Terutroban: This agent, a thromboxane A2 receptor antagonist, is being evaluated in phase III trials for secondary stroke prevention. In addition to having an antithrombotic effect, terutroban may have activity against vasoconstriction and atherosclerosis. The PERFORM study is randomizing 18,000 patients to receive either aspirin or terutroban, and results are expected in 2011.22
Clopidogrel Versus Aspirin/ER Dipyridamole
As discussed earlier, the ACCP guidelines recommend clopidogrel or the combination of aspirin and ER dipyridamole (25 mg/200 mg twice daily) over aspirin alone.2 No guidelines exist to endorse one regimen over the other. The only guidance comes from a recent double-blind study (PRoFESS) comparing clopidogrel 75 mg with aspirin plus ER dipyridamole (25 mg/200 mg twice daily) in 20,332 patients.23 Patients had had a recent ischemic stroke (within 90 days of randomization), were at least 55 years old, had no contraindications to the study agents, and were deemed suitable for randomization. The primary efficacy outcome was recurrent stroke of any type, and mean follow-up was 2.5 years. No significant between-group difference in efficacy was found. Recurrent stroke occurred in 7.6% of the aspirin and dipyridamole group and 7.7% of the clopidogrel group (HR 1.07, 95% CI 0.97-1.18). More major hemorrhagic events occurred in the aspirin/dipyridamole group versus the clopidogrel group (4.1% vs. 3.6%; HR 1.15, 95% CI 1.00-1.32). Intracranial hemorrhage was counted as stroke in the primary outcome and also was higher in the aspirin plus dipyridamole group.23
The PRoFESS study was the first trial to compare clopidogrel and combination aspirin and dipyridamole. Although the study was unable to prove the superiority of one therapy over another, it presented interesting findings regarding side effects. Patients taking clopidogrel experienced fewer hemorrhagic events, while patients taking aspirin plus dipyridamole were more likely to discontinue therapy, owing primarily to headaches.23 It remains to be seen what effect this study will have on future updates to current guidelines for secondary stroke prevention.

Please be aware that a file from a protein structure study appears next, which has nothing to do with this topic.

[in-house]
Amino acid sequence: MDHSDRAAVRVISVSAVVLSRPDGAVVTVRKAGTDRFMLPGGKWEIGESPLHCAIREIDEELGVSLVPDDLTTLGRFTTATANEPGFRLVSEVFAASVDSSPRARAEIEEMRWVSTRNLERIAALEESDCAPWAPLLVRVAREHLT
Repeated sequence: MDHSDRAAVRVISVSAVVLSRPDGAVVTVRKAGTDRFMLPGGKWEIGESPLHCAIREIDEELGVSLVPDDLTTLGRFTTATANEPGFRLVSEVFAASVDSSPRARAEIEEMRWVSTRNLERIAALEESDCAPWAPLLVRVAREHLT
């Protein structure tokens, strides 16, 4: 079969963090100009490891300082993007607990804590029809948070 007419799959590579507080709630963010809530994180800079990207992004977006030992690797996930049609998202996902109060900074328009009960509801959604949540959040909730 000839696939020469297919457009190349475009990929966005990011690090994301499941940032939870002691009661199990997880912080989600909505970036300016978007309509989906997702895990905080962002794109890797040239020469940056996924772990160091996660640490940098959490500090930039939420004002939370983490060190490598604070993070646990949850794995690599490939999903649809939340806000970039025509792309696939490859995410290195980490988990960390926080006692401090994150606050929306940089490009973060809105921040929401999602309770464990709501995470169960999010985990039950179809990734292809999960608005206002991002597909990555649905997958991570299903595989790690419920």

All patients experiencing a noncardioembolic stroke or TIA should receive an antiplatelet drug for secondary stroke prevention.2 The optimal dose of aspirin is still being debated. Current guidelines favor clopidogrel or aspirin plus dipyridamole over aspirin alone.2 New evidence supports the benefit of clopidogrel alone versus the combination of aspirin and dipyridamole in secondary stroke prevention, owing to more hemorrhagic events seen with the combination.23 This and future studies may influence current recommendations. More studies are needed to support the recommendation of one agent over others. In addition, newer products are being researched that may increase the number of choices clinicians have for prevention of secondary stroke.
1. American Heart Association. Heart Disease and Stroke Statistics—2009 Update. Dallas, Texas: American Heart Association; 2009.
2. Albers GW, Amarenco P, Easton JD, et al. Antithrombotic and thrombolytic therapy for ischemic stroke: American College of Chest Physicians Evidence-Based Clinical Practice Guidelines (8th Edition). Chest. 2008;133(suppl 6):630S–669S.
3. Guyatt GH, Cook DJ, Jaeschke R, et al. Grades of recommendation for antithrombotic agents: American College of Chest Physicians Evidence-Based Clinical Practice Guidelines (8th Edition). Chest. 2008;133(suppl 6):123S-131S.
4. Antithrombotic Trialists’ Collaboration. Collaborative meta-analysis of randomised trials of antiplatelet therapy for prevention of death, myocardial infarction, and stroke in high risk patients. BMJ. 2002;324:71-86.
5. O’Donnell MJ, Hankey GJ, Eikelboom JW. Antiplatelet therapy for secondary prevention of noncardioembolic ischemic stroke: a critical review. Stroke. 2008;39:1638-1646.